dwOpenMode

Specifies the pipe access mode, the overlapped mode, the write-through mode, and the security access mode of the pipe handle.

This parameter must specify one of the following pipe access mode flags. The same mode must be specified for each instance of the pipe:

Mode      Description
PIPE_ACCESS_DUPLEX      The pipe is bidirectional; both server and client processes can read from and write to the pipe. This mode gives the server the equivalent of GENERIC_READ | GENERIC_WRITE access to the pipe. The client can specify GENERIC_READ or GENERIC_WRITE, or both, when it connects to the pipe using the CreateFile function.
PIPE_ACCESS_INBOUND      The flow of data in the pipe goes from client to server only. This mode gives the server the equivalent of GENERIC_READ access to the pipe. The client must specify GENERIC_WRITE access when connecting to the pipe.
PIPE_ACCESS_OUTBOUND      The flow of data in the pipe goes from server to client only. This mode gives the server the equivalent of GENERIC_WRITE access to the pipe. The client must specify GENERIC_READ access when connecting to the pipe.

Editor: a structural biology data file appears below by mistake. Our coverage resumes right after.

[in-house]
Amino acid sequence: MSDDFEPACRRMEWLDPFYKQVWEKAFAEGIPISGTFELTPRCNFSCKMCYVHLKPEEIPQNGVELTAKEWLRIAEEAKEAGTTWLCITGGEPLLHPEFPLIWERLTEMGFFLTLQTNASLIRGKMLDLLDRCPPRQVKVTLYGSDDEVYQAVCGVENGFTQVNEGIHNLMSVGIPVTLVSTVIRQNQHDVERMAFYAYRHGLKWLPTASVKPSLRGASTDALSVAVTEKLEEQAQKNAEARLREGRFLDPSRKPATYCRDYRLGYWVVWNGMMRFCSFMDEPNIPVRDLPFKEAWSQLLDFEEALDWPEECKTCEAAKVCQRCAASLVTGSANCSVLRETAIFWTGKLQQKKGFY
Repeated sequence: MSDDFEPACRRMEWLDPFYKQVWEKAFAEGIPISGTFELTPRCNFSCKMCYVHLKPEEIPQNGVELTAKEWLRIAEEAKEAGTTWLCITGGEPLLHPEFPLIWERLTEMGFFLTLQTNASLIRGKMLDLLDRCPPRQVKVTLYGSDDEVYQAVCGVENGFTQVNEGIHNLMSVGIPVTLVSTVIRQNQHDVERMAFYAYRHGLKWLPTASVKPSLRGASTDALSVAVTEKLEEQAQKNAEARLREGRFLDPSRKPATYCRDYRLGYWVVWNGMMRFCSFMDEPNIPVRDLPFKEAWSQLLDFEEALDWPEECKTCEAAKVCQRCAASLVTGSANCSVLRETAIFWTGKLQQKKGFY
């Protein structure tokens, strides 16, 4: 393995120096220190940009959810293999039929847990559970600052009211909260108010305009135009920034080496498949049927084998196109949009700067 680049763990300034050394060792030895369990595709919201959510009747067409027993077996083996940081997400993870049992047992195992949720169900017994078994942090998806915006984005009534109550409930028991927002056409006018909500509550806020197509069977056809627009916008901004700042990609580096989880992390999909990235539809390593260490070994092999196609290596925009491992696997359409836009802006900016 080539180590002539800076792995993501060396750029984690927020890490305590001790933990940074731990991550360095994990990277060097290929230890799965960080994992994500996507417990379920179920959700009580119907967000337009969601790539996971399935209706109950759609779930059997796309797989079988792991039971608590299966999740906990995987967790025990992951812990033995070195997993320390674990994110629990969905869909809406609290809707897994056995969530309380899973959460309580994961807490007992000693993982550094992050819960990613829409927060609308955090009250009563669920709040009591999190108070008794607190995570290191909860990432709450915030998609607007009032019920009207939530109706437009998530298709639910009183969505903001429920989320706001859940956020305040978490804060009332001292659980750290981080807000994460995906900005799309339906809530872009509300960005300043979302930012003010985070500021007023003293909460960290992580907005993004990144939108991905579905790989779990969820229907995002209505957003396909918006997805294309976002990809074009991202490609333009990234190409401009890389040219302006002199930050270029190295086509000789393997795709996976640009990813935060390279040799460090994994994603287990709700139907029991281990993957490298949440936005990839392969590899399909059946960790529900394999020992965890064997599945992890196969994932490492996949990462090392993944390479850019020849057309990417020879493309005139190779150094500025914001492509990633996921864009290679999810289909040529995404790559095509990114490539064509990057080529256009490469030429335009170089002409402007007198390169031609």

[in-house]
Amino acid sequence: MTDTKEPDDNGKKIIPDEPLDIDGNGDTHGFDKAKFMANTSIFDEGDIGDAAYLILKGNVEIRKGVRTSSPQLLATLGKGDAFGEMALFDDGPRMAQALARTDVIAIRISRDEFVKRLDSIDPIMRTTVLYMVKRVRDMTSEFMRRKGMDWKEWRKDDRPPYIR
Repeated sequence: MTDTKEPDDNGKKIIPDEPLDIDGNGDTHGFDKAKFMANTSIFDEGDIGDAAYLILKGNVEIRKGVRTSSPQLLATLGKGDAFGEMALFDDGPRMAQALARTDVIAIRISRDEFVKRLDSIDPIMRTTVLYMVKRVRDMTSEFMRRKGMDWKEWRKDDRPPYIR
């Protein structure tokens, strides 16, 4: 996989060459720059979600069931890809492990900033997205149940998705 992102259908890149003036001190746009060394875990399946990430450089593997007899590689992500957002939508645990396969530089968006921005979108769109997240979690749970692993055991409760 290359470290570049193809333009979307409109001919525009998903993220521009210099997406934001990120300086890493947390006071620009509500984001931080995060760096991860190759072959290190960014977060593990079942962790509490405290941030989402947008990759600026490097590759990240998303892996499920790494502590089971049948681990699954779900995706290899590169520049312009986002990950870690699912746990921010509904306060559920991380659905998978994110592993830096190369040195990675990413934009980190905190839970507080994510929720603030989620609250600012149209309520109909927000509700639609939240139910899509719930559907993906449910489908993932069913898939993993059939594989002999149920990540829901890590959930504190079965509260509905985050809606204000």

This parameter can also include either or both of the following flags, which enable write-through mode and overlapped mode. These modes can be different for different instances of the same pipe.

Mode      Description
FILE_FLAG_WRITE_THROUGH      
Write-through mode is enabled. This mode affects only write operations on byte-type pipes and, then, only when the client and server processes are on different computers. If this mode is enabled, functions writing to a named pipe do not return until the data written is transmitted across the network and is in the pipe's buffer on the remote computer. If this mode is not enabled, the system enhances the efficiency of network operations by buffering data until a minimum number of bytes accumulate or until a maximum time elapses.
FILE_FLAG_OVERLAPPED